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Some games that I would like to hack don't run well in Nemu, so I'm making a new debugger for Project64

• MIPS debugger
    º Built-in assembler functionality for testing code
• Memory read and write breakpoints
    º Support for cart-to-RAM DMA writes
• Symbol management for subroutines and variables
    º Live view of variable values
• Cart-to-RAM DMA logging
    º RAM-ROM address conversion
    º 4-byte ASCII file signature reporting
• Javascript API
    º CPU read/write/execute event hooking
    º Access to virtual memory
        • JS variable and object binding
    º Access to cartridge memory
    º Access to general purpose and floating point registers
    º Basic socket and server support
    º Console logging & input evaluation
• Static RDRAM allocation
    º Memory base is always 0x10000000 for programs like Cheat Engine


​How to use
To toggle a PC breakpoint, double click an instruction in the command viewer. To add a memory breakpoint, right click bytes in the memory viewer or press the + button next to the breakpoint list in the command viewer. See apidoc.htm for javascript API documentation.

​Video demos

If you have any suggestions or bug reports feel free to post them!
(This post was last modified: 09-12-2017, 07:15 AM by shygoo.)
My threads are now being maintained here

I just wanted to say, having had the same problem wit Nemu, that this is fantastic! Already it's great and your TODO list looks to make it even better.
Thanks for releasing it Smile

Once nice feature would be highlighting uses of the selected instructions registers, so for example, if the selected instruction is LW T9, 0x0000(A0) you can quickly scan up the list to see where A0 is set, and down the list to see where T9 is used.
(This post was last modified: 26-09-2016, 07:23 AM by jaytheham.)

Awesome idea! It will be included in the next release.
My threads are now being maintained here

Will it be possible to keep track of the calling stack with this debugging tool?

One thing that might be interesting to see for the purposes of reverse engineering is to be able to define labels for jump and branch instructions, preferrably through some external file. Would be really great is if it also allowed some sort of scripting so that you could define labels for code addressed to virtual spaces. For example, Ocarina of Time's boot animation code is addressed to 80800000, which is then translated to someplace in RAM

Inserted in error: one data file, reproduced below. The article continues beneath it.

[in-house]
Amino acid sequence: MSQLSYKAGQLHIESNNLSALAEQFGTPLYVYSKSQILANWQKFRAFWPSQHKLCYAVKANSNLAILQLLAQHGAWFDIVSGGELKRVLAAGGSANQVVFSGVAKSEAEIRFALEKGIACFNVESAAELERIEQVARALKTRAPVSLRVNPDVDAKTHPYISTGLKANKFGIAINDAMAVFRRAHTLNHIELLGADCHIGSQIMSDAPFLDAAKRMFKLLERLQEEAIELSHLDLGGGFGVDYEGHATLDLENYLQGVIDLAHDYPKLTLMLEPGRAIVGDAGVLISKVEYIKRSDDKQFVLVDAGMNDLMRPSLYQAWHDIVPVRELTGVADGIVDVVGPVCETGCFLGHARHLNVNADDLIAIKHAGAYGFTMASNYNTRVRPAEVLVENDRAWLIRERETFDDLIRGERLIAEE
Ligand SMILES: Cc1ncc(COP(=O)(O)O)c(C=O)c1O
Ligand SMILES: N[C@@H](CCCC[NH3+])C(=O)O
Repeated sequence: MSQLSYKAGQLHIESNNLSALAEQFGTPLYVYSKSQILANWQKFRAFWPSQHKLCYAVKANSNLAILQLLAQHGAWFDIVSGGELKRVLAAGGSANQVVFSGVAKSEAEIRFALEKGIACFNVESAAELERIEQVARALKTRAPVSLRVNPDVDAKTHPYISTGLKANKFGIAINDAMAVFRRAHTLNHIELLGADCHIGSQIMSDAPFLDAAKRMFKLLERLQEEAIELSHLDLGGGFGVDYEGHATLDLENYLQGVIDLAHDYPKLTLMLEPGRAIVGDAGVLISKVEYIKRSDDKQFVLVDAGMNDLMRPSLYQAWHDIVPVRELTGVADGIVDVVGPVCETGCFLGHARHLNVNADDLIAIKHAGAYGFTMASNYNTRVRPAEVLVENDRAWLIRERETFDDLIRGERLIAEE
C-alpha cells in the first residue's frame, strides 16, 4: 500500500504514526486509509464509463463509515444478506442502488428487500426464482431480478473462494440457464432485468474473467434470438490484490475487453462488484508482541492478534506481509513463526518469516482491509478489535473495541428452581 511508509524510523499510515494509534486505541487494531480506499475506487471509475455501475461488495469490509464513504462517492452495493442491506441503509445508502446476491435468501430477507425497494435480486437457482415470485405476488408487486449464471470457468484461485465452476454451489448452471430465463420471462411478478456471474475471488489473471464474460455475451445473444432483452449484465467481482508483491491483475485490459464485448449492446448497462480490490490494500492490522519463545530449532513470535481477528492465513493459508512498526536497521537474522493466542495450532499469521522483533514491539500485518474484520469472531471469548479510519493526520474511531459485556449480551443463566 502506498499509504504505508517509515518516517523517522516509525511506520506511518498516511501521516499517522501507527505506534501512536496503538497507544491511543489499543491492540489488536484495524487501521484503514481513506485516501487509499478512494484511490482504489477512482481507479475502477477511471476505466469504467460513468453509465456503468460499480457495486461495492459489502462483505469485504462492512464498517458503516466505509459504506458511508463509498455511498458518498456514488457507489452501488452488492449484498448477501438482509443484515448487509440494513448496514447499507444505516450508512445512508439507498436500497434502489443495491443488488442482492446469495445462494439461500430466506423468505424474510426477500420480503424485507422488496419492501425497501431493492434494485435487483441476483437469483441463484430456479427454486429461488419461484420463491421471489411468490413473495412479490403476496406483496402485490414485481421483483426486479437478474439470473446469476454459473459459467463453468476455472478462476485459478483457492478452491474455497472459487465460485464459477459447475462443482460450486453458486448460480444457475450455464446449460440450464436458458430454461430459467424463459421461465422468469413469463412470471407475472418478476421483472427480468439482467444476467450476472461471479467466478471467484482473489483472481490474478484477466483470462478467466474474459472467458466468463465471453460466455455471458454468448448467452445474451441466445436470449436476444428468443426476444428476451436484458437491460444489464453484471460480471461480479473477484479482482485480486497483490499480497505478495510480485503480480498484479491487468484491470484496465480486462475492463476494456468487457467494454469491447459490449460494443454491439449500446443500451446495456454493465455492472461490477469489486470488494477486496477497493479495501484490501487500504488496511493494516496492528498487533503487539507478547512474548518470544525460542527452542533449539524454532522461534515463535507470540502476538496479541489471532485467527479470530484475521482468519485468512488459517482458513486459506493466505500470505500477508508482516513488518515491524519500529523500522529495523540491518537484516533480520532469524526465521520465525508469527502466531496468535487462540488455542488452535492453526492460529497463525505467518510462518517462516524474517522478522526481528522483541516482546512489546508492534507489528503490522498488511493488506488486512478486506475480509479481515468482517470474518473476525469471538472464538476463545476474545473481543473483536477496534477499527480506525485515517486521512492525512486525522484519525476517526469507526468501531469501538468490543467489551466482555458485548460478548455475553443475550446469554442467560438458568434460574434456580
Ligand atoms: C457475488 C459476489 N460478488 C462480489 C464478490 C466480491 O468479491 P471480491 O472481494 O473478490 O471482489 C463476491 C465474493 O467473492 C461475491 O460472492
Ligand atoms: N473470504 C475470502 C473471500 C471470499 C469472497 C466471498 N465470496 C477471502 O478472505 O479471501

Function labeling combined with a callstack would be truly great Big Grin

Thanks so much for this Shygoo! Here's a peak at what I've cooked up with this PJ64 debugger that he's put together:

New snapshot is up - here are some notable new features:
Added javascript api (basic support; just runs whatever is in _api.js & _script.js in a single context on startup)
Made GPR registers in debugger proper 64-bit
Added PI register tab
Memory write breakpoints now catch cart-to-ram DMA transfers
Other features like register usage highlighting, a stack frame viewer, and a symbols manager have also been started - these are far from finished though. Smile

See /apidoc.htm for javascript api documentation
My threads are now being maintained here

Just been using the latest version, great stuff Smile One minor niggle is that the font in the commands window isn't monospace, so if there are lots of As in a register, for example, the last value gets cut off.

Snapshot 3

Memory breakpoints can be managed from the Memory window by right-clicking values
Individual scripts are now stored in "/Scripts"
The API script is now compiled into the binary
Scripts can be run from the Scripts window by double clicking them
Symbols window is somewhat functional

Some additions in this snapshot are half-baked but I figured I'd put something up right now because it's been a while since the last update and having convenient memory breakpoints is important.

Memory breakpoints

[Image: 12cf27ae6b8fab656ee99c036e7b2e5e.png]

Much better now! Big Grin


[Image: a857e4cd31b1fb4e1e894dc8978f2ce9.png]

Double-clicking a script name in the list runs a script in its own thread. Yellow means initialising, and green means the event loop is running and events are waiting to fire. If the selected script is in its event loop state, the text input on the bottom can be used to evaluate code within its context (press Enter to run the code, up and down arrows to scroll through input history).


[Image: 1d390a907e8c4e06218a10ecbf4eb4ce.png]

Opening the symbols window while a game is running creates a file in "/Save" named "[GAME NAME].sym". Clicking the "+" button adds a new symbol (it doesn't save to the file yet, but manually edited files do work). Double-clicking a symbol with the "code" type opens its address in the commands debugger, and doing the same for any other type opens the memory viewer.

Symbol names with the "code" type show in the command debugger's "Symbol" column and can replace jump targets:

The format for the symbols (.sym) file is plaintext CSV where each line has a hexadecimal address, data type, name, and an optional description in that order. This might be tweaked later to be a superset of Nemu's COD file format for compatibility.

Valid symbol types are: code, data, u8, u16, u32, s8, s16, s64, float, and double.

A symbols file might look something like this:

SUPER MARIO 64.sym Wrote:
802CB1C0,code,beh_mario_a,mario behavior function
8033B1AC,float,mario_x,Mario's x position

I'll be sure to address the register textbox overflow and unfinished bits in the next snapshot, hopefully it won't take long Smile
(This post was last modified: 28-03-2017, 09:22 PM by shygoo.)
My threads are now being maintained here

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